Super. Ct. No. 34201180000911CUWMGDS
The opinion of the court was delivered by: Duarte , J.
Bennett v. State Bd. of Equalization
California Rules of Court, rule 8.1115(a), prohibits courts and parties from citing or relying on opinions not certified for publication or ordered published, except as specified by rule 8.1115(b). This opinion has not been certified for publication or ordered published for purposes of rule 8.1115.
Plaintiff Stephen H. Bennett, an accountant acting without counsel, believes defendant State Board of Equalization (BOE) has misinterpreted statutes implementing Proposition 13, regarding when real property may be reassessed. After filing objections to various BOE publications, Bennett filed a mandamus petition to compel BOE to change its interpretation. The trial court sustained without leave to amend BOE's demurrer, based on lack of standing, and Bennett timely appeals from the judgment. We agree with the trial court, and therefore shall affirm.
By statute, BOE gives directions to local property tax assessors. (See Gov. Code, § 15608.) Very broadly speaking, Proposition 13 limits reassessment of real property except when a "change in ownership" occurs. (See Cal. Const., art. XIII A, § 2, subd. (a).) Urgent legislation implementing Proposition 13 was passed, effective July 10, 1979. (See Stats. 1979, ch. 242.) This legislation, based on a task force report, defined what constitutes a "change of ownership" under Proposition 13. (See Auerbach v. Assessment Appeals Bd. No. 1 (2006) 39 Cal.4th 153, 160-165; Phelps v. Orange County Assessment Appeals Bd. No. 1 (2010) 187 Cal.App.4th 653, 658-659.) The definitions are located in Chapter 2 of Part 0.5 of Division 1 of the Revenue and Taxation Code (Rev. & Tax. Code, § 60, et seq.), and BOE has adopted regulations fleshing out these definitions (see Cal. Code Regs., tit. 18, § 462.001, et seq.).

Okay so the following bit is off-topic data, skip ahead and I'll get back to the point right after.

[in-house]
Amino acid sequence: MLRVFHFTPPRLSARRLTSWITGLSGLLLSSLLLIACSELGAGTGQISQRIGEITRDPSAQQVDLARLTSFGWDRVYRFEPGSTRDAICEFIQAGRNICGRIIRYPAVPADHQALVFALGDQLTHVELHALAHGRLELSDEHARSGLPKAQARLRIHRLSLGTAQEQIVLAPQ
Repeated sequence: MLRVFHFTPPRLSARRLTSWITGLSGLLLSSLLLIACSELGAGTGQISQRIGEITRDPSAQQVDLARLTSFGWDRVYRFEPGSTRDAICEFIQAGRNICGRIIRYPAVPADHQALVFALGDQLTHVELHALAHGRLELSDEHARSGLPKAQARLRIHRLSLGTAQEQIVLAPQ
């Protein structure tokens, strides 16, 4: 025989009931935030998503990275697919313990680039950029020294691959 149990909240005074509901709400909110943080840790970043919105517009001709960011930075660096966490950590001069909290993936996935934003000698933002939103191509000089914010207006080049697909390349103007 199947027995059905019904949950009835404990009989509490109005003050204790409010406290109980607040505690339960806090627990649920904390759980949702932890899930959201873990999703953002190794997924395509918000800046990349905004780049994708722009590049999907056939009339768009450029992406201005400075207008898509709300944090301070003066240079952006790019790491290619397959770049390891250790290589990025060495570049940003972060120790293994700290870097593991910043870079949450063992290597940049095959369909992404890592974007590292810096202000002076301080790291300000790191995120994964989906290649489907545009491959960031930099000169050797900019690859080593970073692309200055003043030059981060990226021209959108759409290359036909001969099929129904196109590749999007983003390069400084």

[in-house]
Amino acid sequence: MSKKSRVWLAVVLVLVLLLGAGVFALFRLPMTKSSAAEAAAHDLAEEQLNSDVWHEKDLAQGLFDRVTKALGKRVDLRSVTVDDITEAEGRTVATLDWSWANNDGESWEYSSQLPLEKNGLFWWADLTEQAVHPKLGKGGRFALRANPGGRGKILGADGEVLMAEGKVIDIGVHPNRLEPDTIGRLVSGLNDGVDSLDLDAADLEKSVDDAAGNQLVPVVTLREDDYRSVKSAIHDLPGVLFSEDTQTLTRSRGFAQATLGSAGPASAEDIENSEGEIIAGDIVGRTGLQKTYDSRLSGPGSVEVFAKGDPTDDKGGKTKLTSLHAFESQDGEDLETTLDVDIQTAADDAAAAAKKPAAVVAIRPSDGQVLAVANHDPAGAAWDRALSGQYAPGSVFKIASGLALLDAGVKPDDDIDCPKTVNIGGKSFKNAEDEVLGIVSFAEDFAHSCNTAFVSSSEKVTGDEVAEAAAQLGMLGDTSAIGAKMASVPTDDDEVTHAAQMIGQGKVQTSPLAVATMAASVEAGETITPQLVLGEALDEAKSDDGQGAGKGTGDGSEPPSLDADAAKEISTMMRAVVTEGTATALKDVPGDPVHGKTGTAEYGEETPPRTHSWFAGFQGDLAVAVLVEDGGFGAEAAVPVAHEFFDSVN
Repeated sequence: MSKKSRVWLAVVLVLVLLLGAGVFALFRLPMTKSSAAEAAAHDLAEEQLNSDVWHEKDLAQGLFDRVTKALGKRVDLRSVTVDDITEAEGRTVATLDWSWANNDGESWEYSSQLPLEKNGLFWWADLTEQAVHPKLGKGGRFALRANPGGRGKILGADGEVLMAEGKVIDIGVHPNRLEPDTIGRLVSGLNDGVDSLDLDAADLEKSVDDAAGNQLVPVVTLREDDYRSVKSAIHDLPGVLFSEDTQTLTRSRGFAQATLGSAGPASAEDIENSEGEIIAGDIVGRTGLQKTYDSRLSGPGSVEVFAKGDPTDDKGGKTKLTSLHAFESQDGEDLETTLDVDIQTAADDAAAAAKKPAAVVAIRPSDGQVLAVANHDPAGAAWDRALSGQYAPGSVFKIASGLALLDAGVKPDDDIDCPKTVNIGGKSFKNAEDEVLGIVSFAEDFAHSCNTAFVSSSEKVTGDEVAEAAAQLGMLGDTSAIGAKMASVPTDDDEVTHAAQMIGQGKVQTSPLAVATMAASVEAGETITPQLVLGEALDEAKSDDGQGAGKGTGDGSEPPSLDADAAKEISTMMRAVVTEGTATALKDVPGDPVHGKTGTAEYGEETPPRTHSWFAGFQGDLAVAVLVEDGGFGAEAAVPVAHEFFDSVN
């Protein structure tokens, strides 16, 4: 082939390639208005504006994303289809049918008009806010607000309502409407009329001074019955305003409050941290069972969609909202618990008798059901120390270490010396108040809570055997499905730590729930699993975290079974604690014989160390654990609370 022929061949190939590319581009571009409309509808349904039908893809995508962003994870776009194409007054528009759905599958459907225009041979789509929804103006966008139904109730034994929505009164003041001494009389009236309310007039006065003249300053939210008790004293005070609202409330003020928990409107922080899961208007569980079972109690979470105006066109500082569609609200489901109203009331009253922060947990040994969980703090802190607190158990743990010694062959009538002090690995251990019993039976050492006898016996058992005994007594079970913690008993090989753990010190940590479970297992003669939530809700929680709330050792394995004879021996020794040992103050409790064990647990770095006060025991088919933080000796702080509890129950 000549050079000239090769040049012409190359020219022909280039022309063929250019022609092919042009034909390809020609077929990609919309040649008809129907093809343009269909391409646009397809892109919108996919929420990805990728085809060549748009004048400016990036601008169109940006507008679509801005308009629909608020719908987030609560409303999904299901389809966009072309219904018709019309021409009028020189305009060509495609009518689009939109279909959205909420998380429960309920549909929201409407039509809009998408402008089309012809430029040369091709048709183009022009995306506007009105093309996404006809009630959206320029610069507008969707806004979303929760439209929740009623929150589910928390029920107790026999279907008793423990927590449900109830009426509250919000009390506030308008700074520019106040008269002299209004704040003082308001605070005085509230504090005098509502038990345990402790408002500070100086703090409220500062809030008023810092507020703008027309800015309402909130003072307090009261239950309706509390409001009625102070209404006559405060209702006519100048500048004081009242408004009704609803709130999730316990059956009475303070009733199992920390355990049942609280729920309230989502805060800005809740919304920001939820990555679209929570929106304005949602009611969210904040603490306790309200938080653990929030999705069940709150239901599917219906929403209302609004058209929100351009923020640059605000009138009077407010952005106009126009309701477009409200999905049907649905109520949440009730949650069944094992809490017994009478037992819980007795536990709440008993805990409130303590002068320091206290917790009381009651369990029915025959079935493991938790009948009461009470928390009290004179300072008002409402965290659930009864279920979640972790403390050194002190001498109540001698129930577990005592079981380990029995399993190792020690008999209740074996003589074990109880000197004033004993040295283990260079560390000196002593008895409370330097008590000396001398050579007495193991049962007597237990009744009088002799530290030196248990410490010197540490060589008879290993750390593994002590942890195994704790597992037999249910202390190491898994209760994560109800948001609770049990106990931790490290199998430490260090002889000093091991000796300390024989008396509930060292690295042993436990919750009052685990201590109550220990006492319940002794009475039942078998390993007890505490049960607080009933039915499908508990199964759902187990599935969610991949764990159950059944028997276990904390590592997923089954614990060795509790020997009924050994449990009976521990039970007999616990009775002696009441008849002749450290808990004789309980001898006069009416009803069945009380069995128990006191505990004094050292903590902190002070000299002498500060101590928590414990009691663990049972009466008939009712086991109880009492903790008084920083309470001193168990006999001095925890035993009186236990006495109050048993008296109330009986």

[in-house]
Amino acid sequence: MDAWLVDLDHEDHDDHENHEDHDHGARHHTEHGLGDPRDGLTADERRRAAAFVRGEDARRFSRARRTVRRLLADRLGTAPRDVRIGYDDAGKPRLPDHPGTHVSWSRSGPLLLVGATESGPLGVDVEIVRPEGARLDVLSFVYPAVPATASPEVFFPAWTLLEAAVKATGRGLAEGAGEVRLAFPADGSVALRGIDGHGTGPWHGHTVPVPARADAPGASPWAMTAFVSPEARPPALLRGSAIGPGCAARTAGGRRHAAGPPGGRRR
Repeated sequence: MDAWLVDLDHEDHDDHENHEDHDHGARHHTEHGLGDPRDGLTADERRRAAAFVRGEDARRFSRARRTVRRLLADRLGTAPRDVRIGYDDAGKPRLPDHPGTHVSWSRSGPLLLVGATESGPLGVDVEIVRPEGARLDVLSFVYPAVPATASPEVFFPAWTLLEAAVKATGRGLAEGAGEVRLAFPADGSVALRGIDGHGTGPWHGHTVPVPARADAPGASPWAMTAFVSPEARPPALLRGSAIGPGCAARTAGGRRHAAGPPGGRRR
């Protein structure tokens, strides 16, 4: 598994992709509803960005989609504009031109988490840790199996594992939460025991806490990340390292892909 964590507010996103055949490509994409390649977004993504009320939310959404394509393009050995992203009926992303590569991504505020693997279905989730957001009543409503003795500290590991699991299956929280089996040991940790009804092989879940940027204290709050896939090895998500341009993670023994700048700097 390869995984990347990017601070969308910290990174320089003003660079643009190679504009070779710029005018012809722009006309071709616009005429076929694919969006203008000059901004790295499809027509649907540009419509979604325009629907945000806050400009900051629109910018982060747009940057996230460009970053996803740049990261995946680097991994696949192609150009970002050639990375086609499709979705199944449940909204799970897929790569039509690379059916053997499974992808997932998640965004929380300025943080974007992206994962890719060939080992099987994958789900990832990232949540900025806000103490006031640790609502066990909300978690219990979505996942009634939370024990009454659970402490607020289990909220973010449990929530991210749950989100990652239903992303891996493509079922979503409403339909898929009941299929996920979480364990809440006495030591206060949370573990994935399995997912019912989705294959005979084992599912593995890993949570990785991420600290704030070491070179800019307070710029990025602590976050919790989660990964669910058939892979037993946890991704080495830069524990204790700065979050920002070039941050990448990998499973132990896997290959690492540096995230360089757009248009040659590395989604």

Bennett's writ petition alleges that although the 1979 implementing legislation was prospective in effect, BOE has improperly interpreted it to be retrospective. Bennett sought declarations stating Part 0.5 of the Revenue and Taxation Code "has no retrospective effect on any owner's real property rights,'" BOE has improperly instructed assessors "to apply Part 0.5 retrospectively," BOE acted "unlawfully" by denying Bennett's requests that BOA amend its rules and depublish certain documents, and BOE violated its duty to sue assessors to prevent "giving retrospective effect to Part 0.5." Bennett's pleadings show he made unsuccessful efforts to convince BOE to change its understanding of what actions trigger a change of ownership.
The trial court sustained BOE's demurrer without leave to amend on two grounds: "(1) [Bennett] lacks standing based on a beneficial interest or standing to enforce a public duty and (2) an adequate legal remedy in the form of a refund action pursuant to Revenue and Taxation Code section 5140 precludes a mandate action."
Bennett timely appealed from the judgment.
We must begin by presuming the trial court was correct, but Bennett has failed to present coherent arguments, supported by pertinent authority, explaining how the trial court erred, therefore he has failed in his basic duty, as an appellant, to ...